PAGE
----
Sunday, March 21, 2010

Tulsa World: eminent domain

This morning, the Tulsa World published an editorial in favor of eminent domain. I believe author David Averill evades the central fact of eminent domain: the taking of a private owner's property by government force:
The eminent domain process, in fact, was established to protect citizens from losing their property to the crown — the government — without being justly compensated.
Averill's evasion is his contention that all opponents of eminent domain really care about is compensation. No, Mr. Averill, that's not all we care about. What we care about is our right to invest our effort in something we can decide for ourselves how we want to use. A person's home is almost always the result of years of effort and is something most people expect to spend the rest of their lives in. If people have no right to that, do they actually have a right to anything?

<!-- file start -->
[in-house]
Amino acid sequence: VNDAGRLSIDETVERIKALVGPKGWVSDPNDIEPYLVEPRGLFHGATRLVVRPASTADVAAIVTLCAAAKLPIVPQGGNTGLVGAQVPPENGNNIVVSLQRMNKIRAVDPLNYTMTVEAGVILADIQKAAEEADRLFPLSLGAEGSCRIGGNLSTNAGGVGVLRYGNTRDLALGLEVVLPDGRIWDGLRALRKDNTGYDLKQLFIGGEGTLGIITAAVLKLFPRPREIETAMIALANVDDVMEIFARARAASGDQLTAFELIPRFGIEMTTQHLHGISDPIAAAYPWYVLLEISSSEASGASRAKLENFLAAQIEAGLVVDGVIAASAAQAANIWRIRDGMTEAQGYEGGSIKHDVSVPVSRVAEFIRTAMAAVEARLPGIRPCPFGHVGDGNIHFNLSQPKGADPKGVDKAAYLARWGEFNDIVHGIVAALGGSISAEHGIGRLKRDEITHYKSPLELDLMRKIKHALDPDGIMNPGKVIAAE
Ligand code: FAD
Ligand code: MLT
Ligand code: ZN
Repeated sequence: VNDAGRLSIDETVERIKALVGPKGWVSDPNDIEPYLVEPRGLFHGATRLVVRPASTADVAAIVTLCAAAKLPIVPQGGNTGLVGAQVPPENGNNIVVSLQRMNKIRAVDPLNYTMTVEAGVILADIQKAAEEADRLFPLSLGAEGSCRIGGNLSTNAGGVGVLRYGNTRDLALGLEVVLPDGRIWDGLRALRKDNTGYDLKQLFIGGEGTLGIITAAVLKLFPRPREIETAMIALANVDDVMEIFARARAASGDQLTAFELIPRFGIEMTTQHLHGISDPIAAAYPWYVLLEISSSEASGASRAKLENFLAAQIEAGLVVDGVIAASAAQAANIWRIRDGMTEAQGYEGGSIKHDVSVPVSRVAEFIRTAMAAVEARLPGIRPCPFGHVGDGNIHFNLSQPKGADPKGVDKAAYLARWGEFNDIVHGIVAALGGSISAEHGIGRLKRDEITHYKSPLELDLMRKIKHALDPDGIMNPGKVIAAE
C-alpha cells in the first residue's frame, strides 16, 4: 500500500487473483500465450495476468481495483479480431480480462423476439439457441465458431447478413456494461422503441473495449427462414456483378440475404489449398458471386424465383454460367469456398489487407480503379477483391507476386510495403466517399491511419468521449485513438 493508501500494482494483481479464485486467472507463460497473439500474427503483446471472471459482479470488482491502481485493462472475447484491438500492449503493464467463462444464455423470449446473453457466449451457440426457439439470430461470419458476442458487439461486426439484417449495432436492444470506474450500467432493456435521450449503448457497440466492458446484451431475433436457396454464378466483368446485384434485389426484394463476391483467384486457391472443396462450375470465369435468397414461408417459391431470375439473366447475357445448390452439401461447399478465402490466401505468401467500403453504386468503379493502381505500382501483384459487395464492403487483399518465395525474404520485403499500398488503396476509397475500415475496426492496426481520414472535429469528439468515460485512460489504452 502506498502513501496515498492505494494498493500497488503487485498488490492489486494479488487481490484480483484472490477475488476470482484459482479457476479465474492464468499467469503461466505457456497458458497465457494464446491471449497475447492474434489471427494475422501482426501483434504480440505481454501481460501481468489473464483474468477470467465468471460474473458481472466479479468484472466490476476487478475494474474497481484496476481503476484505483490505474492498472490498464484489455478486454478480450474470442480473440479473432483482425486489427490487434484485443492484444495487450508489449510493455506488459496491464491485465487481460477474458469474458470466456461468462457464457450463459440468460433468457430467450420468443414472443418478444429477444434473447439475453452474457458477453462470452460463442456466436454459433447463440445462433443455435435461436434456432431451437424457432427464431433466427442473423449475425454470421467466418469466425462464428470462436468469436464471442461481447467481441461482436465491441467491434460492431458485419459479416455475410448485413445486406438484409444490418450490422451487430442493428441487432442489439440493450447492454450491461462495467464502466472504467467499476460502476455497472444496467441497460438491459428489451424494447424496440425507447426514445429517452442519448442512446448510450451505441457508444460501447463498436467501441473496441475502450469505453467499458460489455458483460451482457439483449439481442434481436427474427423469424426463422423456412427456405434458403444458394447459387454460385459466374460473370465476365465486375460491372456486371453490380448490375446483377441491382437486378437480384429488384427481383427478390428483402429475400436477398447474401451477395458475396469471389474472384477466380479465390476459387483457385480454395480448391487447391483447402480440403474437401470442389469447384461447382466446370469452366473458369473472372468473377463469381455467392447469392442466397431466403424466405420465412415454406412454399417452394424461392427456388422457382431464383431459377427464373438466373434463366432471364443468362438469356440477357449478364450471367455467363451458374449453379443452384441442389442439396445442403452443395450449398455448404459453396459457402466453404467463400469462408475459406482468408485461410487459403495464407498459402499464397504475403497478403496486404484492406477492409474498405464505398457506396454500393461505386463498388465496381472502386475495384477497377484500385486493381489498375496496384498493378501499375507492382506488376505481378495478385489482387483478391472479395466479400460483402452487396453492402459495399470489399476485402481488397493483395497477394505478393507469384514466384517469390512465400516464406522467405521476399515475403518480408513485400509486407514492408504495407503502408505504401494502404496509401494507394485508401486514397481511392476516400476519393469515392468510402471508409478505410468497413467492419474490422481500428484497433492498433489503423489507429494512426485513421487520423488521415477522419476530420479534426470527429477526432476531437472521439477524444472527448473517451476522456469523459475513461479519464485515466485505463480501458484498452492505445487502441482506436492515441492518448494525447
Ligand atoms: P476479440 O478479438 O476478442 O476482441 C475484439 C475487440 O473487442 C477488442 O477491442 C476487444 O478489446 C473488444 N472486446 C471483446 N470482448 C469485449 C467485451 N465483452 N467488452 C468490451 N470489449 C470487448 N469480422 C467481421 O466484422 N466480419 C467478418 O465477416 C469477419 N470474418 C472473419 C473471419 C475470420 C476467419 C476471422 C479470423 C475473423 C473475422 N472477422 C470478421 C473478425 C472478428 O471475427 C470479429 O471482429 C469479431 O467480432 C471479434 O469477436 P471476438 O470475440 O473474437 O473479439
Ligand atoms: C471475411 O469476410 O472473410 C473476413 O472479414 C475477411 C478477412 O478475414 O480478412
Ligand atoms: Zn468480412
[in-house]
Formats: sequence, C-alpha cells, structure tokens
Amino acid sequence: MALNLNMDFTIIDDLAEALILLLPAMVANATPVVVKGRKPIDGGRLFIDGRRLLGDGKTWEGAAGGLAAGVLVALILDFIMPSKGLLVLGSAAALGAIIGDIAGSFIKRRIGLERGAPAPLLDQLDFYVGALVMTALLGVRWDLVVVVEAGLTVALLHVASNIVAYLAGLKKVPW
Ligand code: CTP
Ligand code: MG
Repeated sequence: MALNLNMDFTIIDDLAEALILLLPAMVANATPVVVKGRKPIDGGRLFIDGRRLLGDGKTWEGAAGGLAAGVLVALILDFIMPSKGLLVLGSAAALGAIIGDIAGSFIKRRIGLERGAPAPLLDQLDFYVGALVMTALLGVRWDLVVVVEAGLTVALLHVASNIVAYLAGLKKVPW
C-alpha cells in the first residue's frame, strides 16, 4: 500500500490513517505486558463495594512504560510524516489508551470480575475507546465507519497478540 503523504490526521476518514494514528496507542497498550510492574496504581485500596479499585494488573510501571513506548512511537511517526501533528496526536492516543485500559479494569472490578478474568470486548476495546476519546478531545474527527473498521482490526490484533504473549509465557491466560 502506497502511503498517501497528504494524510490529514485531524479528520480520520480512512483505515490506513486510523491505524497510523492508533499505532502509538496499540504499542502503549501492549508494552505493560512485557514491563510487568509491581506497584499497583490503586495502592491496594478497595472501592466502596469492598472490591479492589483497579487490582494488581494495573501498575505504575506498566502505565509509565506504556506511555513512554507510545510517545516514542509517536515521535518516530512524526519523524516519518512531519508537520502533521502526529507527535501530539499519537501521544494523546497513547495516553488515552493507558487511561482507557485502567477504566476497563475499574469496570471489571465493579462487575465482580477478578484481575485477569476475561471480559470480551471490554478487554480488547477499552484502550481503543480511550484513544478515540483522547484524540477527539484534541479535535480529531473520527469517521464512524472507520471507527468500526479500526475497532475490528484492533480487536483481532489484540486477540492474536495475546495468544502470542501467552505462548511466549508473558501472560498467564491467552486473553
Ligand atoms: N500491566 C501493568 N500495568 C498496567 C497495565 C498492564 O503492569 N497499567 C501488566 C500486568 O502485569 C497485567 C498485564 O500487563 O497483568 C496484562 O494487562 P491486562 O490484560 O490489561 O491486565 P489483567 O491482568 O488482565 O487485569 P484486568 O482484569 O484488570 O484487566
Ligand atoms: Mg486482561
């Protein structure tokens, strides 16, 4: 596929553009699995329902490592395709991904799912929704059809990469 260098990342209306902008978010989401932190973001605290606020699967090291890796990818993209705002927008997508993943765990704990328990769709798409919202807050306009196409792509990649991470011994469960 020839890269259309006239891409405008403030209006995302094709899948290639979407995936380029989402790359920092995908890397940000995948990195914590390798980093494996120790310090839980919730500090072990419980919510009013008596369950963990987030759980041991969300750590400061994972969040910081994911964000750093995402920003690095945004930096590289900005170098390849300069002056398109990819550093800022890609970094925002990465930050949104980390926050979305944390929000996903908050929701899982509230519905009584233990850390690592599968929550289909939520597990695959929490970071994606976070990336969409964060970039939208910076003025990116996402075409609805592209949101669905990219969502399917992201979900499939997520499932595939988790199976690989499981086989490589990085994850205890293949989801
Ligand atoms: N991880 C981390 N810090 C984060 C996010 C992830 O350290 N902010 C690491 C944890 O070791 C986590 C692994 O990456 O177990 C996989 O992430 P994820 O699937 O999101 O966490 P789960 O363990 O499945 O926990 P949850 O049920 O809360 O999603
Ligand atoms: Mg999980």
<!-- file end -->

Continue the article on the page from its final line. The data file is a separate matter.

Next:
The Constitution of the United States is a magnificent achievement on the part of the Founding Fathers: it established for the first time in history a government based on individual rights. But it is not perfect and contains a few significant flaws which have built up over the past 200-some years into a situation which could see the downfall of everything the Founders fought for. Government control of commerce is one of these flaws. Eminent domain is another.

Eminent domain must be abolished.

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